Jul 17 2015

VMware Unlocks Chromebook's Online Testing Potential with DaaS Solution

The virtualization software giant stepped in to help Pearson’s testing environment and Chromebooks to join forces.

A new innovation by VMware has opened the doors for Google Chromebooks to use one of the more popular online testing platforms , TestNav, by Pearson.

Both Chromebooks and online tests have experienced tremendous growth in K–12 markets in the past year. The testing and assessment market has grown 57 percent since 2010, totaling nearly $2.5 billion. And in 2014, Chromebooks became the top-selling device among tablets and notebooks for K–12 schools, according to IT industry analyst IDC.

But until recently, Chromebooks and Pearson’s TestNav couldn't work together. The testing system requires Microsoft’s Internet Explorer browser, using Java to lock down devices and prevent cheating. That was a barrier to entry for Google's notebook, which can't natively run Microsoft's browser.

A recent collaboration between VMware and Pearson dissolved that barrier with a Desktops as a Service (DaaS) solution, the virtualization software giant announced this month. VMware Horizon Air Desktops that run on Chromebooks are now approved to use Pearson's testing platform to deliver online tests via the public cloud.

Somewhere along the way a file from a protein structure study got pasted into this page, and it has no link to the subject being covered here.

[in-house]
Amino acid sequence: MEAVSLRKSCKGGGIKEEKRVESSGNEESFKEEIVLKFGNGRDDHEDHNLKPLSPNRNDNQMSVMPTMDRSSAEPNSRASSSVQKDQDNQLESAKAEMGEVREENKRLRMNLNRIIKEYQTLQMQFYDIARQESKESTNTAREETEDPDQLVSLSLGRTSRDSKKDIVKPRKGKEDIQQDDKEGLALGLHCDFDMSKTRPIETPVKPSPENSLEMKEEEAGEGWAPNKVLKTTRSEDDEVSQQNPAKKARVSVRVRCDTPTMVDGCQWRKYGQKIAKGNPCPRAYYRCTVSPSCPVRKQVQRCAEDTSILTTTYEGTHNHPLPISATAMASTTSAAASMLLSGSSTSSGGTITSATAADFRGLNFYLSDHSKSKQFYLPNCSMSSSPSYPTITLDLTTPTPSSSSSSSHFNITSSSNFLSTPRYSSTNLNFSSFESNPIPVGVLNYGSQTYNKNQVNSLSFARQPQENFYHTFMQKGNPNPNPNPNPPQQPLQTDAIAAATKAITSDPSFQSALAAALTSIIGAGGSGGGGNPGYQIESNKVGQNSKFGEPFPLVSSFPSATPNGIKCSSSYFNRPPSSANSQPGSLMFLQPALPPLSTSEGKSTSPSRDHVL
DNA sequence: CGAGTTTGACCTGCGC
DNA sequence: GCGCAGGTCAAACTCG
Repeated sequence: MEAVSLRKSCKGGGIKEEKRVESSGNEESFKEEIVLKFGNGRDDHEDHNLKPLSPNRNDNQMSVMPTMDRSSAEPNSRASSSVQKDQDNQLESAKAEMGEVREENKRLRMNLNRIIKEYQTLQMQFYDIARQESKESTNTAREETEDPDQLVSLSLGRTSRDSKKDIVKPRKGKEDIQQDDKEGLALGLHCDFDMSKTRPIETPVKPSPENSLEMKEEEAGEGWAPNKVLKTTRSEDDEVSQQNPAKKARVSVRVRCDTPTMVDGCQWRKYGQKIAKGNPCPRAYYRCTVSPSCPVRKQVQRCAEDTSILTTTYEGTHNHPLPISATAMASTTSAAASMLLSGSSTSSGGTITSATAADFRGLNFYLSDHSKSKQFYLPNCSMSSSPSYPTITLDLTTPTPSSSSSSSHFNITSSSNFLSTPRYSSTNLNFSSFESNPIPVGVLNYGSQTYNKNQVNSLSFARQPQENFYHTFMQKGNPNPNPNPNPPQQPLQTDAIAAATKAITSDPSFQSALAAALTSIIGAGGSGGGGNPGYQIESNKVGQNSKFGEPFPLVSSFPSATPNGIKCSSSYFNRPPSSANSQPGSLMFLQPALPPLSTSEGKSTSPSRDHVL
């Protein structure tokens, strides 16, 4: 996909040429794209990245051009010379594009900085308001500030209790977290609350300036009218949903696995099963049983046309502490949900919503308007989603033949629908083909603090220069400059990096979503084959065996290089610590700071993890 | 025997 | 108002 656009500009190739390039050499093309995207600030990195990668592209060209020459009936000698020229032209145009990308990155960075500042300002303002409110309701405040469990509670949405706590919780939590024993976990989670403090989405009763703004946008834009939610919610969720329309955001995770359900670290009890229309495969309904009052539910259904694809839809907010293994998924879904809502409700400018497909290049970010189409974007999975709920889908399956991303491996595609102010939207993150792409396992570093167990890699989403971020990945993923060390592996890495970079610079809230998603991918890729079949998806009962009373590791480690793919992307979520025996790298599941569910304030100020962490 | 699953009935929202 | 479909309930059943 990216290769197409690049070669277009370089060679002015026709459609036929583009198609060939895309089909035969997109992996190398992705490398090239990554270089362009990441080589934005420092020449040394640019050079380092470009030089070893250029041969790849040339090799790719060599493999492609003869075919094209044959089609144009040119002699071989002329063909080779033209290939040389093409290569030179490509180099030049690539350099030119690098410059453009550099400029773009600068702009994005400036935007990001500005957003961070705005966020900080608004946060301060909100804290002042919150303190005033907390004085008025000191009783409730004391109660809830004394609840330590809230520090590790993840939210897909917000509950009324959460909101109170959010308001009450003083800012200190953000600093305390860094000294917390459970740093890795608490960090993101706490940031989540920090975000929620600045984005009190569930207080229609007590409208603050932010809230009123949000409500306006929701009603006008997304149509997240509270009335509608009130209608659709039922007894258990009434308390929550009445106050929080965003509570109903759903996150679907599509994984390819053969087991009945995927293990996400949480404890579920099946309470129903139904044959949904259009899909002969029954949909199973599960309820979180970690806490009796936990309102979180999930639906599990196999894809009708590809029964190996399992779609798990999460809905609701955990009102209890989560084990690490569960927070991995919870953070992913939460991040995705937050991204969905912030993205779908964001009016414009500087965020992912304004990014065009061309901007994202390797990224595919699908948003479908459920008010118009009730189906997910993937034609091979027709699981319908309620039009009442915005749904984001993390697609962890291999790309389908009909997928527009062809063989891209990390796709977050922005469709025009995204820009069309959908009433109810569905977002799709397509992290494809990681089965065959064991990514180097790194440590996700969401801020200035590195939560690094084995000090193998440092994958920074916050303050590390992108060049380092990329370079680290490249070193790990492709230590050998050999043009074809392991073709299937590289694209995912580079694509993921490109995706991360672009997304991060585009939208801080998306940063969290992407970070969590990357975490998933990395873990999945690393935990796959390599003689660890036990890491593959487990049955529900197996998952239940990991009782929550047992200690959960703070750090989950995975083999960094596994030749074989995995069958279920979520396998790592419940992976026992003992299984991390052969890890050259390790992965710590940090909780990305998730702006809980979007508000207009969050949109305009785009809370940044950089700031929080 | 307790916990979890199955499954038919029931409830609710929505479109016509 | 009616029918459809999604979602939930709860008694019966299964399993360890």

"VMware Horizon Air Desktops running on Google Chromebooks is ideal for schools that use Chromebooks extensively and want to offload desktop virtualization completely to a third-party service provider and move from a CAPEX to an OPEX model," VMware stated in a news release. "This means that schools can now use VMware for a full spectrum of options, delivering tests to students both through on-premises private clouds and off-premises public clouds using Chromebooks."

Bryan Bleil, Pearson's vice president of online and technology implementation, said that VMware's VMware Horizon Air desktops and VMware Horizon 6 solutions have passed Pearson's certification, signifying that they meet the testing company's requirements for security and system performance.

It’s not the first time VMware has helped unlock Chromebook’s potential. In 2014, a VMware Horizon View solution allowed the low-cost notebook to run nearly any Windows app through Chrome, Google’s official browser, which is natively supported by Chromebooks.